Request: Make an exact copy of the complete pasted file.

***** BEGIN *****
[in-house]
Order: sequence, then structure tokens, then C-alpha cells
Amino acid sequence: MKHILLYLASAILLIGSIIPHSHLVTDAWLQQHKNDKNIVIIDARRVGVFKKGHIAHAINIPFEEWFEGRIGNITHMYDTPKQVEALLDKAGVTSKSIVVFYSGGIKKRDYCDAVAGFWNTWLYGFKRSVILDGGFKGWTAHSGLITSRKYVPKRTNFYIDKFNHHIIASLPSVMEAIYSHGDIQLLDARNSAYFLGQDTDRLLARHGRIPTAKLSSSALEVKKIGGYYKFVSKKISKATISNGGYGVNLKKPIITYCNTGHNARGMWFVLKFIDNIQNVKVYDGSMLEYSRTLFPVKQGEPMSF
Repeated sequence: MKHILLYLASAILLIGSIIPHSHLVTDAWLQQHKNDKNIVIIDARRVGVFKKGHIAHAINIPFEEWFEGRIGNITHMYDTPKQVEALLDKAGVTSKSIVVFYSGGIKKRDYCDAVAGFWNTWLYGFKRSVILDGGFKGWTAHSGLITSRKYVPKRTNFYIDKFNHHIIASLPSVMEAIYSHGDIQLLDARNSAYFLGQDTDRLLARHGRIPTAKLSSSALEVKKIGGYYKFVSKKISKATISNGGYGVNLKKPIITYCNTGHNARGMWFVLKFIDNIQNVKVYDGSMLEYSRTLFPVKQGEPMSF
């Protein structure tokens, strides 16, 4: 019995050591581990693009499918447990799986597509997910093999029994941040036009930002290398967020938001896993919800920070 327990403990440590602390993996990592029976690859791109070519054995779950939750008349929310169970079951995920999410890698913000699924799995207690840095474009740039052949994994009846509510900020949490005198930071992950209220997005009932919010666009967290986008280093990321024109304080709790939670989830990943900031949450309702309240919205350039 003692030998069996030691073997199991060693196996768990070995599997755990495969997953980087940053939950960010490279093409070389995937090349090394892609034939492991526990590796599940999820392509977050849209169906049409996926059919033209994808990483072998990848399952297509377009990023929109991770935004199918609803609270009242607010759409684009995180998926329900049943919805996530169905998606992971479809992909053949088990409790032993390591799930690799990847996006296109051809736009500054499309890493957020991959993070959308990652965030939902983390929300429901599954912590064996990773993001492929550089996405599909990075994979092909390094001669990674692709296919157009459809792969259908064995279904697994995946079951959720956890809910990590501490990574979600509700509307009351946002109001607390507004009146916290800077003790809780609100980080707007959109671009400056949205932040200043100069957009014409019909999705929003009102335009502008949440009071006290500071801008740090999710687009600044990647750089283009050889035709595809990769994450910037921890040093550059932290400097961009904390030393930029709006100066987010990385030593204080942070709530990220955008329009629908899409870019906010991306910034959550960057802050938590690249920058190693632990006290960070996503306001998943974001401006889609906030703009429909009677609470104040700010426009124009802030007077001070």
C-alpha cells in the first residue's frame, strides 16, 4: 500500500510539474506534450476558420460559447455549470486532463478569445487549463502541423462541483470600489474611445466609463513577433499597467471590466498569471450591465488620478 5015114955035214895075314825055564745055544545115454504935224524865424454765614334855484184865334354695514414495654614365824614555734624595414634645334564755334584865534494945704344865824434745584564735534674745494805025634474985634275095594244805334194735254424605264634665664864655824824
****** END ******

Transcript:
[in-house]
Order: sequence, then structure tokens, then C-alpha cells
Amino acid sequence: MKHILLYLASAILLIGSIIPHSHLVTDAWLQQHKNDKNIVIIDARRVGVFKKGHIAHAINIPFEEWFEGRIGNITHMYDTPKQVEALLDKAGVTSKSIVVFYSGGIKKRDYCDAVAGFWNTWLYGFKRSVILDGGFKGWTAHSGLITSRKYVPKRTNFYIDKFNHHIIASLPSVMEAIYSHGDIQLLDARNSAYFLGQDTDRLLARHGRIPTAKLSSSALEVKKIGGYYKFVSKKISKATISNGGYGVNLKKPIITYCNTGHNARGMWFVLKFIDNIQNVKVYDGSMLEYSRTLFPVKQGEPMSF
Repeated sequence: MKHILLYLASAILLIGSIIPHSHLVTDAWLQQHKNDKNIVIIDARRVGVFKKGHIAHAINIPFEEWFEGRIGNITHMYDTPKQVEALLDKAGVTSKSIVVFYSGGIKKRDYCDAVAGFWNTWLYGFKRSVILDGGFKGWTAHSGLITSRKYVPKRTNFYIDKFNHHIIASLPSVMEAIYSHGDIQLLDARNSAYFLGQDTDRLLARHGRIPTAKLSSSALEVKKIGGYYKFVSKKISKATISNGGYGVNLKKPIITYCNTGHNARGMWFVLKFIDNIQNVKVYDGSMLEYSRTLFPVKQGEPMSF
């Protein structure tokens, strides 16, 4: 019995050591581990693009499918447990799986597509997910093999029994941040036009930002290398967020938001896993919800920070 327990403990440590602390993996990592029976690859791109070519054995779950939750008349929310169970079951995920999410890698913000699924799995207690840095474009740039052949994994009846509510900020949490005198930071992950209220997005009932919010666009967290986008280093990321024109304080709790939670989830990943900031949450309702309240919205350039 003692030998069996030691073997199991060693196996768990070995599997755990495969997953980087940053939950960010490279093409070389995937090349090394892609034939492991526990590796599940999820392509977050849209169906049409996926059919033209994808990483072998990848399952297509377009990023929109991770935004199918609803609270009242607010759409684009995180998926329900049943919805996530169905998606992971479809992909053949088990409790032993390591799930690799990847996006296109051809736009500054499309890493957020991959993070959308990652965030939902983390929300429901599954912590064996990773993001492929550089996405599909990075994979092909390094001669990674692709296919157009459809792969259908064995279904697994995946079951959720956890809910990590501490990574979600509700509307009351946002109001607390507004009146916290800077003790809780609100980080707007959109671009400056949205932040200043100069957009014409019909999705929003009102335009502008949440009071006290500071801008740090999710687009600044990647750089283009050889035709595809990769994450910037921890040093550059932290400097961009904390030393930029709006100066987010990385030593204080942070709530990220955008329009629908899409870019906010991306910034959550960057802050938590690249920058190693632990006290960070996503306001998943974001401006889609906030703009429909009677609470104040700010426009124009802030007077001070």
C-alpha cells in the first residue's frame, strides 16, 4: 500500500510539474506534450476558420460559447455549470486532463478569445487549463502541423462541483470600489474611445466609463513577433499597467471590466498569471450591465488620478 5015114955035214895075314825055564745055544545115454504935224524865424454765614334855484184865334354695514414495654614365824614555734624595414634645334564755334584865534494945704344865824434745584564735534674745494805025634474985634275095594244805334194735254424605264634665664864655824824